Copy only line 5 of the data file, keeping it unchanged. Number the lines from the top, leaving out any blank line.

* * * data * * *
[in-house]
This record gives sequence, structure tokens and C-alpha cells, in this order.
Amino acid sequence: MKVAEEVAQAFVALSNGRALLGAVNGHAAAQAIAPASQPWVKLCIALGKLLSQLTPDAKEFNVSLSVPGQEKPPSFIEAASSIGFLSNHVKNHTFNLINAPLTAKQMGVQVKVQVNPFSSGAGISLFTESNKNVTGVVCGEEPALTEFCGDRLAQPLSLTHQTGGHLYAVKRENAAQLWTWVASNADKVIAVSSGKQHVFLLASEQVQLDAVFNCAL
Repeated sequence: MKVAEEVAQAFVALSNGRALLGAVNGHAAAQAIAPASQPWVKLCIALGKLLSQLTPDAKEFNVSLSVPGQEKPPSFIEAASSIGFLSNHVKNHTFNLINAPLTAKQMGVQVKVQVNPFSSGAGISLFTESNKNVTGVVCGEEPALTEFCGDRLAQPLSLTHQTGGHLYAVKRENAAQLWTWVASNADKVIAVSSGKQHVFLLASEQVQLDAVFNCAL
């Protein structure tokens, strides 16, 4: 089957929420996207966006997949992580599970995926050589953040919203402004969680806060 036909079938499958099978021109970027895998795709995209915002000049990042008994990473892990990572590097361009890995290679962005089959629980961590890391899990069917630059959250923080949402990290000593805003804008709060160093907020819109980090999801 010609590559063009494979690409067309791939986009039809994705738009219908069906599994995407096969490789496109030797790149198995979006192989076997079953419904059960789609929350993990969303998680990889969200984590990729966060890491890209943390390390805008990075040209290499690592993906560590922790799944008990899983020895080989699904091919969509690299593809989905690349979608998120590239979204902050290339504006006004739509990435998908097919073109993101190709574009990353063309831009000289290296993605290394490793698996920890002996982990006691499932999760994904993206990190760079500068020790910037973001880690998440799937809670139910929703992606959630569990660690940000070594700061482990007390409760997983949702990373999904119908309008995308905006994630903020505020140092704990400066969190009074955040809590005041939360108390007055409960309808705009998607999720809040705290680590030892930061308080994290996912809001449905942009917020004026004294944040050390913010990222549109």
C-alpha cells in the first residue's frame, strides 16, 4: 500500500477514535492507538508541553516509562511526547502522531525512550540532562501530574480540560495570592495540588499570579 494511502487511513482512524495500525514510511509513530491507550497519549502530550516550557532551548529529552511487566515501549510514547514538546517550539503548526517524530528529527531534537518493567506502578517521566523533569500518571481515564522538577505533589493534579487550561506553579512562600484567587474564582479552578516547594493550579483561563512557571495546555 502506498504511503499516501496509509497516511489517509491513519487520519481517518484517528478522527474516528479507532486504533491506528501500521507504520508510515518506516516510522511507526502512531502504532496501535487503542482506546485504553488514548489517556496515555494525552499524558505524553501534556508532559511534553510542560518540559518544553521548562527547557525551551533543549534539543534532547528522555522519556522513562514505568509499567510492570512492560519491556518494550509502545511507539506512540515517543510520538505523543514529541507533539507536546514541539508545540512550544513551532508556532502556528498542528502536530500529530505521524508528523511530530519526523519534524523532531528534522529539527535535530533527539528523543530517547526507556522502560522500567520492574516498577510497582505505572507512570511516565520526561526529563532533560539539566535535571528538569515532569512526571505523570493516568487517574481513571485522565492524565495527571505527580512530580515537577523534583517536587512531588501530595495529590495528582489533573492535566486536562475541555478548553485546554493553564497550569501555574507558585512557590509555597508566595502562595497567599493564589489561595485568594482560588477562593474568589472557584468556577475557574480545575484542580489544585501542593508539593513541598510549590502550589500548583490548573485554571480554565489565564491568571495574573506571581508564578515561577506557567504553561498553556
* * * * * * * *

């Protein structure tokens, strides 16, 4: 089957929420996207966006997949992580599970995926050589953040919203402004969680806060 036909079938499958099978021109970027895998795709995209915002000049990042008994990473892990990572590097361009890995290679962005089959629980961590890391899990069917630059959250923080949402990290000593805003804008709060160093907020819109980090999801 010609590559063009494979690409067309791939986009039809994705738009219908069906599994995407096969490789496109030797790149198995979006192989076997079953419904059960789609929350993990969303998680990889969200984590990729966060890491890209943390390390805008990075040209290499690592993906560590922790799944008990899983020895080989699904091919969509690299593809989905690349979608998120590239979204902050290339504006006004739509990435998908097919073109993101190709574009990353063309831009000289290296993605290394490793698996920890002996982990006691499932999760994904993206990190760079500068020790910037973001880690998440799937809670139910929703992606959630569990660690940000070594700061482990007390409760997983949702990373999904119908309008995308905006994630903020505020140092704990400066969190009074955040809590005041939360108390007055409960309808705009998607999720809040705290680590030892930061308080994290996912809001449905942009917020004026004294944040050390913010990222549109």